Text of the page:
Differentiation in a PYP Classroom

An example of teaching through Universal Design for Learning from Tromsø International School

Written by Susanne Hebnes, November 2018


The IB recognizes that children enter the school system with diverse backgrounds, diverse interests, diverse personalities and diverse abilities. Each student is unique, and because of this, our lessons cannot be standardized. The IB believe in full inclusion, which means that children should be able to learn on their own terms within the same context. One of the means the IB suggest is planning and teaching through Universal Design for Learning (UDL) (International Baccalaureate Organization, 2016, p. 11). UDL is a research-based approach, introduced by CAST in the 1990’s. It emphasizes that a task should be designed to fit all learners, considering the uniqueness of every student (CAST, 2018). In a PYP-classroom this is done through purposefully planned inquiry with open-ended tasks, creating opportunities for children to advance and learn from each other and allowing teachers to challenge students at various levels (International Baccalaureate Organization, 2016).

To give you some insight into how we interpret this in TRINT I will give an example from a PYP 1 classroom. For this article, I will focus on one of the lines of inquiry, limiting my example to a small part of the unit. The unit was about homes and communities, based around the central idea: Homes and communities around the world reflect cultural influences and local conditions. We inquired into the concept of form, and the children were going to make gingerbread houses inspired by a house that one of their family members could have lived in. I will use the UDL principles to show how differentiation can be done in a PYP classroom.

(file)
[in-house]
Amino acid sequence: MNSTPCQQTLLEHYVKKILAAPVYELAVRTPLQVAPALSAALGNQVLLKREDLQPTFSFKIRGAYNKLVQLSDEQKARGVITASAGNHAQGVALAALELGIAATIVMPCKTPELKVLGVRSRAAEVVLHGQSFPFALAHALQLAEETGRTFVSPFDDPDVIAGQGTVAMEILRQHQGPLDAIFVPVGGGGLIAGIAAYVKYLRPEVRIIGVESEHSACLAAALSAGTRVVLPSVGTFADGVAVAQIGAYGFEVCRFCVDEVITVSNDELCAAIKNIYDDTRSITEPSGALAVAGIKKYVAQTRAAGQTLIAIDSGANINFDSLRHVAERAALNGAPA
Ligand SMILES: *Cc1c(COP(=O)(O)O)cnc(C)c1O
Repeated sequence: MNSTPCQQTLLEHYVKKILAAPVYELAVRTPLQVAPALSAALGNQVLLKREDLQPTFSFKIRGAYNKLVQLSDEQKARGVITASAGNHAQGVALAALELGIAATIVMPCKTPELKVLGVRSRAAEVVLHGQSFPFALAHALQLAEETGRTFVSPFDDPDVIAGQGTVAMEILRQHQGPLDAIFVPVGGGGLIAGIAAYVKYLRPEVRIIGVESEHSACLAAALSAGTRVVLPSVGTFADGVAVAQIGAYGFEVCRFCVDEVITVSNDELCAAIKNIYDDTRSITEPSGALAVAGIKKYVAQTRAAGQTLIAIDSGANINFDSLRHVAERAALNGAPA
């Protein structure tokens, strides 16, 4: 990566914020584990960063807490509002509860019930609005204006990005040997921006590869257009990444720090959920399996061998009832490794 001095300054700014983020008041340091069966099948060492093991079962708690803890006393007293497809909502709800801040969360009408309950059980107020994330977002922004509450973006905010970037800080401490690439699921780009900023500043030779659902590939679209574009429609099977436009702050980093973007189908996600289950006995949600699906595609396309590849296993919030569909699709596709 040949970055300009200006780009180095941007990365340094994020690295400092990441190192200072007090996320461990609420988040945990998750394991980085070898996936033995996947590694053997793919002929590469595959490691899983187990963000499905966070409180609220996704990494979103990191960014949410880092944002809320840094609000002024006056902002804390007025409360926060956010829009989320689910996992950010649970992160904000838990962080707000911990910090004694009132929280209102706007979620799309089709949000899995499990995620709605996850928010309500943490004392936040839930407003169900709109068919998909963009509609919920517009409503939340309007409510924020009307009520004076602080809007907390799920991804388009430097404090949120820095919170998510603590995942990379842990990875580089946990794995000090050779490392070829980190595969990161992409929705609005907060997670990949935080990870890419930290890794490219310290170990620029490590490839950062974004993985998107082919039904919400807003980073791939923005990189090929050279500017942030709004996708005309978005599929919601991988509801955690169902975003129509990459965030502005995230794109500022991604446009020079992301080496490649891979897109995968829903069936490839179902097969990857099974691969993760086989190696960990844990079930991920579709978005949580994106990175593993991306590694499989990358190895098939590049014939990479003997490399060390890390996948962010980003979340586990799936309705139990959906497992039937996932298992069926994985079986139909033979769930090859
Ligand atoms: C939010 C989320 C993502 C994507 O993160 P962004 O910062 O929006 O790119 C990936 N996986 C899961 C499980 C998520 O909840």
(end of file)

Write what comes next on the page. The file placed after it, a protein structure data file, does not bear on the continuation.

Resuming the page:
The UDL is based on three principles; Representation, Action and Expression and Engagement. Through Representation the teacher helps children activate prior knowledge by tuning in via various means, taking into account learning styles, challenges and levels. This gives children opportunities to contribute to and understand the inquiry. Through Action and Expression, the teacher supports the students via personal feedback, support and adequate scaffolding. This way, students may be challenged at their level and experience a sense of accomplishment and progress. Through Engagement, teachers understand the importance of interest and understand that the students’ focus may differ based on their personal inquiry. Engagement is also about creating a love of learning, exploring errors as a mean for learning and triggering the belief that learning is fun, challenging and rewarding (CAST, 2018).